Sending Transactions


A critical feature of any exchange is the ability to withdraw the funds held in custody to an arbitrary address of the user's choosing. Because Zilliqa nodes do not provide an API for signing transactions on your behalf, you will have to do so locally using an SDK of your choosing. We provide examples using zilliqa-js, the official JavaScript SDK.

info

The code in this tutorial is derived from the example application.

Constructing the Transaction Object

There are several ways to construct a Transaction instance. We recommend using the transaction factory that is on the umbrella Zilliqa object, like so:

import { Zilliqa } from '@zilliqa-js/zilliqa';
const api = 'https://community-api.aws.z7a.xyz';
const zilliqa = new Zilliqa(api);
const pubKey = '02bc475d1b5dd9d6ed6347e93da3d4c1ad35f4d987d52ea91de997ecba56845cd2';
const rawTx = zilliqa.transactions.new({
version: bytes.pack(2, 1),
amount,
nonce: 1
gasLimit: Long.fromNumber(1), // normal (non-contract) transactions cost 1 gas
gasPrice: new BN(units.toQa(1000, units.Units.Li)), // the minimum gas price is 1,000 li
toAddr: to, // toAddr is self-explanatory
pubKey, // this determines which account is used to send the tx
});

Signing the Transaction

Again, there are a few ways you can sign your transaction. Under the hood, signing is done with the elliptic curve secp256k1. The easiest way to do this is by using a wallet. Extending our example above:

/* truncated */
const privateKey = '1CC85C5F4791232D7D9A6FC35F2FF15EFAAC4A6E0E9F4A565FD2CCCCB73FCA3B'
const address = 'e3ea87d7838397fc4417f5ec449f2d2d7cdb6dd1';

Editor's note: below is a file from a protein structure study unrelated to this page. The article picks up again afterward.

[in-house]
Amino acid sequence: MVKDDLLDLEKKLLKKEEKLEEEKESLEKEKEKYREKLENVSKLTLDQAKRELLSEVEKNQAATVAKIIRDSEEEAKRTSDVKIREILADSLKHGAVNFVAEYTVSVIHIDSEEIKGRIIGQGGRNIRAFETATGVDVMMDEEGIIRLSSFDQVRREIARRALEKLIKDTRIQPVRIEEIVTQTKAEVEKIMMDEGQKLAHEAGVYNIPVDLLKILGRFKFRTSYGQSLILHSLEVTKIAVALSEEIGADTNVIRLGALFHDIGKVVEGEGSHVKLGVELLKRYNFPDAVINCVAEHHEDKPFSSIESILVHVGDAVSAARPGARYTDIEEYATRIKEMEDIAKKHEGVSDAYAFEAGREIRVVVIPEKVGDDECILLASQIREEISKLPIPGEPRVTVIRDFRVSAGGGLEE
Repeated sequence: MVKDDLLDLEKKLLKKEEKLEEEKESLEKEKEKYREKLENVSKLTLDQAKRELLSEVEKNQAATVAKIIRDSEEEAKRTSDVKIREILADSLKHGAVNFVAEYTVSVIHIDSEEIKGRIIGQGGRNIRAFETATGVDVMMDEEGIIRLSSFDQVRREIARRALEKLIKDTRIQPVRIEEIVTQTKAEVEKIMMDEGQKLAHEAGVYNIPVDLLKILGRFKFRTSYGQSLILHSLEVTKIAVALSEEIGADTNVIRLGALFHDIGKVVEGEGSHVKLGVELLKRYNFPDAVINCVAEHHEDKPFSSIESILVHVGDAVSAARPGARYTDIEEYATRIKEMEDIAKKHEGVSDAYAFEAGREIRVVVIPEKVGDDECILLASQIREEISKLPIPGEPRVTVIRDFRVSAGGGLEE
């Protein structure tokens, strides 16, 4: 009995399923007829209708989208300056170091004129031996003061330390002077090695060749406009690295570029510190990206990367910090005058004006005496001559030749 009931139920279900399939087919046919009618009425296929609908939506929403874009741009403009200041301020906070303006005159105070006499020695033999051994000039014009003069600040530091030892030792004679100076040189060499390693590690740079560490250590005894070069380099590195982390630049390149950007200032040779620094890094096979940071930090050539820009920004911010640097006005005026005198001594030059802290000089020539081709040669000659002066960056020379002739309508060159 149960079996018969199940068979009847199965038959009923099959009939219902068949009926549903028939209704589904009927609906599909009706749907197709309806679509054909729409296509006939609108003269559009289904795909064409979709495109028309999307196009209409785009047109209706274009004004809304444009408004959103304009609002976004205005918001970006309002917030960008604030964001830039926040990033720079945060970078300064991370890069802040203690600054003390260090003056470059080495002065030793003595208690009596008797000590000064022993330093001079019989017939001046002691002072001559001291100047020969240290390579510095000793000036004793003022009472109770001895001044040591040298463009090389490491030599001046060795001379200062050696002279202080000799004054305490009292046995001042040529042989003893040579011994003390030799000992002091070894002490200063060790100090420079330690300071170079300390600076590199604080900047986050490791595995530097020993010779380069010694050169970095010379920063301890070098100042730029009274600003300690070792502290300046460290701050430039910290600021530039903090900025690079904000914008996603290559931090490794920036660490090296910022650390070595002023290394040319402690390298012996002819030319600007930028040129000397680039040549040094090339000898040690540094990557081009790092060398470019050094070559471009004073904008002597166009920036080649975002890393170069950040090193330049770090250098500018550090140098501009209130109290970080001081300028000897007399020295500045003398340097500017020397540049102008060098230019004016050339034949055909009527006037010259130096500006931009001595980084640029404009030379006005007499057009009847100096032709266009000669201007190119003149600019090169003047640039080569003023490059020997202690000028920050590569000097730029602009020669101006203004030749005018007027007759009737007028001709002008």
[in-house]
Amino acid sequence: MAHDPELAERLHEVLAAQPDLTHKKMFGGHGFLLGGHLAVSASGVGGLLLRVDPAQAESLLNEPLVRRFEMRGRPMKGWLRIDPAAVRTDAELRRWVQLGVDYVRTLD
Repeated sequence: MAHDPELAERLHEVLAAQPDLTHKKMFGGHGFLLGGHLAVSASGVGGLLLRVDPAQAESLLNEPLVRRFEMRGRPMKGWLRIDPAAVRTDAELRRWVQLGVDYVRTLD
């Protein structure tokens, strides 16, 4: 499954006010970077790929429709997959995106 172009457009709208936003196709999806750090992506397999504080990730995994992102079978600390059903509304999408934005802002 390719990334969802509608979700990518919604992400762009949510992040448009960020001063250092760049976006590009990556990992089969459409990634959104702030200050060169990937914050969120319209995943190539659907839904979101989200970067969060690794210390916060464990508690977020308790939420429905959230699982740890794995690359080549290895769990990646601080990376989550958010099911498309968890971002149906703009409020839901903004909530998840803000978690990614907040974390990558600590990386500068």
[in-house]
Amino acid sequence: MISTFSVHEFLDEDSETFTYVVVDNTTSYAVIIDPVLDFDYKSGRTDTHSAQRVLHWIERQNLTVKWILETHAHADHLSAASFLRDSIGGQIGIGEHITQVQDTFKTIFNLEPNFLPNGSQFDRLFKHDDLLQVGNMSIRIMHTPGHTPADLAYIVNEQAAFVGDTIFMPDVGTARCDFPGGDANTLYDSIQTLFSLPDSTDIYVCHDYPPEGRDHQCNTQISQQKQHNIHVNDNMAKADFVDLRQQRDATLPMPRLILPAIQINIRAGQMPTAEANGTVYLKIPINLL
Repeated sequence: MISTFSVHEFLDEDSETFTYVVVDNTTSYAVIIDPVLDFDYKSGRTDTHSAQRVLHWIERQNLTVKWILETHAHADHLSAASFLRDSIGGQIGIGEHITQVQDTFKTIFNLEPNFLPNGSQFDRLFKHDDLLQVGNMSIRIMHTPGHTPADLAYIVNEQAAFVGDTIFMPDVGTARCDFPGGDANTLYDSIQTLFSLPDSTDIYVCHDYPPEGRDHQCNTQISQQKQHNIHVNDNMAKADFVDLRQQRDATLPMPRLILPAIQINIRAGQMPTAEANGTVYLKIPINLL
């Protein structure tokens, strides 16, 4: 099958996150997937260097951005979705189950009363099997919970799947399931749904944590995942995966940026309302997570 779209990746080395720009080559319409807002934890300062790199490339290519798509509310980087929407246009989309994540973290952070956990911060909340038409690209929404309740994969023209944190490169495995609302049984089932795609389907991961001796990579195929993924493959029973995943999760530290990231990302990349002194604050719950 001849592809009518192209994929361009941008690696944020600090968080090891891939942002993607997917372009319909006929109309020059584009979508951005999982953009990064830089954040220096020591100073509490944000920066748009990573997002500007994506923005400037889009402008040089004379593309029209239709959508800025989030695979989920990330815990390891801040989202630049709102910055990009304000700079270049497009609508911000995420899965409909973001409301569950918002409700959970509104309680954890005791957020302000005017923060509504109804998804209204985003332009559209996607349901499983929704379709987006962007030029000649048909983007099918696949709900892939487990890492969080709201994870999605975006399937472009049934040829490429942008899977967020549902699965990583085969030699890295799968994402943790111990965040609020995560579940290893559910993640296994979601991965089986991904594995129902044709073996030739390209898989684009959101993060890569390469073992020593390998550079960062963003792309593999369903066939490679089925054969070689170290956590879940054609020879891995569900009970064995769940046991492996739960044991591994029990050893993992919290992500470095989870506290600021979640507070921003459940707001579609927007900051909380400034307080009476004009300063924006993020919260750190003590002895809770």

zilliqa.wallet.addByPrivateKey(privateKey);
// signWith uses the specified address to perform the signing of the transaction.
// note that we provided the nonce to use when constructing the transaction.
// if the nonce is not provided, zilliqa-js will automatically try to determine the correct nonce to use.
// however, if there is no network connection, zilliqa-js will not be able to
// do that, and signing will fail.
const signedTx = await this.zil.wallet.signWith(rawTx, address);

Note that we provided the nonce to use when constructing the transaction. If the nonce is not provided, zilliqa-js will automatically try to determine the correct nonce to use. However, if there is no network connection, zilliqa-js will not be able to do that, and signing will fail.

If the Transaction is successfully signed, you will be able to access the signature property on txParams.

console.log(signedTx.txParams.signature) // 128-bit signature

At this stage, you'll be able to broadcast your newly-signed transaction to the network through a seed node.

Sending the Transaction

Broadcasting a signed transaction is trivial, but involves some subtleties that can trip you up if you do not have a deep understanding of Zilliqa's architecture.

We demonstrate a lower-level way to broadcast a transaction using the built-in HTTPProvider, as follows:

/* truncated */
const res = await this.zil.provider.send('CreateTransaction', tx.txParams);

This returns a Promise that, if successful, will contain your transaction hash:

console.log(res.result && res.result.TranID) // 32-byte transaction hash

However, note that result will not exist on the response if there is an error in processing the transaction. Instead, the response will contain an error key, which is an object that complies with JSON-RPC 2.0.

If you receive a TranID, that means your transaction was accepted by the seed node, and is now pending. zilliqa-js provides a way to automatically poll the lookup for confirmation:

// returns a Promise<Transaction>
// in this case, we try polling the node 33 times, increasing the interval
// between attempts by 1000ms each time. this works out roughly to the block
// time on the Zilliqa main net.
const tx = await signedTx.confirm(res.result.TranID, 33, 1000)

The confirm method returns a Promise the status of which signifies the confirmation status of the transaction. If the transaction was confirmed:

assert(signedTx.isConfirmed() === true);